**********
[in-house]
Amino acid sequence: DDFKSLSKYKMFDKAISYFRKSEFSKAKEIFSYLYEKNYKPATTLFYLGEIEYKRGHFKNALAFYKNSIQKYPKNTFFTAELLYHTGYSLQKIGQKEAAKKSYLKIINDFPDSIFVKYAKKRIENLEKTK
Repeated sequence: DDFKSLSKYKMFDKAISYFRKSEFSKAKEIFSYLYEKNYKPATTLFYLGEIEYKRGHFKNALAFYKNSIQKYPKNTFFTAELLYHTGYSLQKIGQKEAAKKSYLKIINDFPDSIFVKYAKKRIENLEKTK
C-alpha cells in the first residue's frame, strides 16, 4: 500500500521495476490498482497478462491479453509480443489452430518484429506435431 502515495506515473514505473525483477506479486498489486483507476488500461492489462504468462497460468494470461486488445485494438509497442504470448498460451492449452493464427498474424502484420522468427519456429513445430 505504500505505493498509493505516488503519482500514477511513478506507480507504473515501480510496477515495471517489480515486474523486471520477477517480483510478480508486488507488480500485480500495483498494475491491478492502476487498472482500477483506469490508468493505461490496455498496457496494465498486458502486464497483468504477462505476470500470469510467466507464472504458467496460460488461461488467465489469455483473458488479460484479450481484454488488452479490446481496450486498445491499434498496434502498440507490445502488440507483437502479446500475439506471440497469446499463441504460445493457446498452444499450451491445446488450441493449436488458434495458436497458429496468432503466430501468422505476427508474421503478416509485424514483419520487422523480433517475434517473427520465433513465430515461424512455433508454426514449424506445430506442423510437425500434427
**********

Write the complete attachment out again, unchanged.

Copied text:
[in-house]
Amino acid sequence: DDFKSLSKYKMFDKAISYFRKSEFSKAKEIFSYLYEKNYKPATTLFYLGEIEYKRGHFKNALAFYKNSIQKYPKNTFFTAELLYHTGYSLQKIGQKEAAKKSYLKIINDFPDSIFVKYAKKRIENLEKTK
Repeated sequence: DDFKSLSKYKMFDKAISYFRKSEFSKAKEIFSYLYEKNYKPATTLFYLGEIEYKRGHFKNALAFYKNSIQKYPKNTFFTAELLYHTGYSLQKIGQKEAAKKSYLKIINDFPDSIFVKYAKKRIENLEKTK
C-alpha cells in the first residue's frame, strides 16, 4: 500500500521495476490498482497478462491479453509480443489452430518484429506435431 502515495506515473514505473525483477506479486498489486483507476488500461492489462504468462497460468494470461486488445485494438509497442504470448498460451492449452493464427498474424502484420522468427519456429513445430 505504500505505493498509493505516488503519482500514477511513478506507480507504473515501480510496477515495471517489480515486474523486471520477477517480483510478480508486488507488480500485480500495483498494475491491478492502476487498472482500477483506469490508468493505461490496455498496457496494465498486458502486464497483468504477462505476470500470469510467466507464472504458467496460460488461461488467465489469455483473458488479460484479450481484454488488452479490446481496450486498445491499434498496434502498440507490445502488440507483437502479446500475439506471440497469446499463441504460445493457446498452444499450451491445446488450441493449436488458434495458436497458429496468432503466430501468422505476427508474421503478416509485424514483419520487422523480433517475434517473427520465433513465430515461424512455433508454426514449424506445430506442423510437425500434427